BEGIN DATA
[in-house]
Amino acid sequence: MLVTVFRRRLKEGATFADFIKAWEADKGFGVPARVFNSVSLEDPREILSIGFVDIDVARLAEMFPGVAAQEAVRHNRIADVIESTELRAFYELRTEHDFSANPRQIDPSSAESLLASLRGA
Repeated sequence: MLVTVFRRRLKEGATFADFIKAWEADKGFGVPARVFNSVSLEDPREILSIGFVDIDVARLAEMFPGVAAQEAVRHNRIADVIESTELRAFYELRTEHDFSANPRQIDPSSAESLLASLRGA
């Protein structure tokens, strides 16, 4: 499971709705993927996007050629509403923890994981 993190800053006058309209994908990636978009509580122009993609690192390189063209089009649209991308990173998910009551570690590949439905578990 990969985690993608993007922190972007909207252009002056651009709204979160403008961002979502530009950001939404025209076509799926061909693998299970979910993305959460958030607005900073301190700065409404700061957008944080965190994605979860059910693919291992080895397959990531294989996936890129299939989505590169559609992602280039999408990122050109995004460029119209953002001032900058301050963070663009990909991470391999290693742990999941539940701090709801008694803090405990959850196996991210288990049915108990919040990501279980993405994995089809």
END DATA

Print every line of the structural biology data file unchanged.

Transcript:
[in-house]
Amino acid sequence: MLVTVFRRRLKEGATFADFIKAWEADKGFGVPARVFNSVSLEDPREILSIGFVDIDVARLAEMFPGVAAQEAVRHNRIADVIESTELRAFYELRTEHDFSANPRQIDPSSAESLLASLRGA
Repeated sequence: MLVTVFRRRLKEGATFADFIKAWEADKGFGVPARVFNSVSLEDPREILSIGFVDIDVARLAEMFPGVAAQEAVRHNRIADVIESTELRAFYELRTEHDFSANPRQIDPSSAESLLASLRGA
């Protein structure tokens, strides 16, 4: 499971709705993927996007050629509403923890994981 993190800053006058309209994908990636978009509580122009993609690192390189063209089009649209991308990173998910009551570690590949439905578990 990969985690993608993007922190972007909207252009002056651009709204979160403008961002979502530009950001939404025209076509799926061909693998299970979910993305959460958030607005900073301190700065409404700061957008944080965190994605979860059910693919291992080895397959990531294989996936890129299939989505590169559609992602280039999408990122050109995004460029119209953002001032900058301050963070663009990909991470391999290693742990999941539940701090709801008694803090405990959850196996991210288990049915108990919040990501279980993405994995089809």